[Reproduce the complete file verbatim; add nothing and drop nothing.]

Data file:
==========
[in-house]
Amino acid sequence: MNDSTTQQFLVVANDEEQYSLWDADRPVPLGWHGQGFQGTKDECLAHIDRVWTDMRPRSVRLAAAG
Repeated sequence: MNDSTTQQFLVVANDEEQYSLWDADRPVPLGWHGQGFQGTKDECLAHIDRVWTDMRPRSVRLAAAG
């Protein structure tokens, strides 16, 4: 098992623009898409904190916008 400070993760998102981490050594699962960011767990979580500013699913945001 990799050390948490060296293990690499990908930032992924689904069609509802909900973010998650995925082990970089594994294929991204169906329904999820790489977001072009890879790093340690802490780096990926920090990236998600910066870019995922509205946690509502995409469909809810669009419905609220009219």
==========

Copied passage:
[in-house]
Amino acid sequence: MNDSTTQQFLVVANDEEQYSLWDADRPVPLGWHGQGFQGTKDECLAHIDRVWTDMRPRSVRLAAAG
Repeated sequence: MNDSTTQQFLVVANDEEQYSLWDADRPVPLGWHGQGFQGTKDECLAHIDRVWTDMRPRSVRLAAAG
């Protein structure tokens, strides 16, 4: 098992623009898409904190916008 400070993760998102981490050594699962960011767990979580500013699913945001 990799050390948490060296293990690499990908930032992924689904069609509802909900973010998650995925082990970089594994294929991204169906329904999820790489977001072009890879790093340690802490780096990926920090990236998600910066870019995922509205946690509502995409469909809810669009419905609220009219």